The most common, but not always present, symptom is blood in the chicken stool or mucous-like diarrhea. That’s why whenever you notice such signs that may indicate coccidiosis, it is best to see a vet since they will perform an analysis on stool samples. 

Other symptoms that may occur when chickens are affected by coccidiosis include listlessness, pale skin, anemia, loss of appetite and hence weight loss, ruffled feathers, reduced egg production or no egg production at all, dehydration, and stunted growth. 

If left untreated, coccidiosis can be fatal to chickens, and since the symptoms mentioned above can also occur in other diseases, only your vet and the tests they can perform will get you the proper diagnosis. 

 

How do chickens get coccidiosis?

As we’ve said above, this disease is transmitted through the fecal-oral route. The oocysts can contaminate various areas and the soil where chickens live and items found in these places, such as waterers and feeders. What’s worse is that these eggs remain viable for months, and it is enough for a chicken to ingest such an oocyst for the parasites to find a way toward intestinal cell damage.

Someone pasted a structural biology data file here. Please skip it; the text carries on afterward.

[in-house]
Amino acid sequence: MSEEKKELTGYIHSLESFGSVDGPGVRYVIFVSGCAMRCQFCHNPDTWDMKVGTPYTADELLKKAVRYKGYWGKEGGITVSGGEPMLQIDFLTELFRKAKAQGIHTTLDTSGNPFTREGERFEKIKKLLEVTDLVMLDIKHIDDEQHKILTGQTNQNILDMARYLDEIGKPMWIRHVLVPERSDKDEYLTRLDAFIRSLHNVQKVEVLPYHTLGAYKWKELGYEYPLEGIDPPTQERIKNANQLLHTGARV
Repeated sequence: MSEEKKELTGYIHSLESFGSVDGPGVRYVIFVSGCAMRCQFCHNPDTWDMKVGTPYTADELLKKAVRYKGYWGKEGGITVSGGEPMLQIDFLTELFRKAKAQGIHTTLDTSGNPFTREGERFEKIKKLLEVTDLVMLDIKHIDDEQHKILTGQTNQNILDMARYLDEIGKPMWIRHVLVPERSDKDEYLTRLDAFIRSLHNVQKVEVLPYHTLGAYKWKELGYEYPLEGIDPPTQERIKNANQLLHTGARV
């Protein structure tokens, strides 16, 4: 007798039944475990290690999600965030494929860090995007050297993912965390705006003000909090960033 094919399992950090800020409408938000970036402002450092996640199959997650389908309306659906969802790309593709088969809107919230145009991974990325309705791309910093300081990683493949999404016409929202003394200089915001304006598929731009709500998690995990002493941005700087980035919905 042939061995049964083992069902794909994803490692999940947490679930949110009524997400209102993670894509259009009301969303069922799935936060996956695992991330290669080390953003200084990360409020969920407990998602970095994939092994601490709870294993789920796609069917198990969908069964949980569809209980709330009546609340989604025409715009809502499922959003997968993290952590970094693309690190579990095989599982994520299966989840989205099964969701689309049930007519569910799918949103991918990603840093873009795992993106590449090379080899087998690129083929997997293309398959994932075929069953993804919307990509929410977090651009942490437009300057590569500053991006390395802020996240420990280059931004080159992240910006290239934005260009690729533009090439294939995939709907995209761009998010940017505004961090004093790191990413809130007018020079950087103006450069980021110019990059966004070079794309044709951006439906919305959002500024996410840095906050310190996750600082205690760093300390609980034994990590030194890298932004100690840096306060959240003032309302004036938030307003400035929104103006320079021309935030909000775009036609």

Since oocysts need to sit in a wet or humid environment for a few days to sporulate, it is highly important to control the litter and substrate moisture levels. The litter and the substrate shouldn’t be too wet or dry. If they’re too wet, they can create the perfect environment for bacteria to develop, while if they’re too dry, they can be easily inhaled by your chickens.

If exposed to low or moderate oocyst numbers for a certain amount of time, healthy chickens usually develop immunity to the strain they have been exposed to. However, when they’re exposed to a new strain, they are at risk of developing coccidiosis caused by that specific strain. 

Also, other health issues that your chickens may have can also make them more susceptible to coccidiosis as they may not build up the required immunity to prevent this disease from developing. Plus, when affected by coccidiosis, chickens can also be more vulnerable to other intestinal infections, including salmonellosis and necrotic enteritis.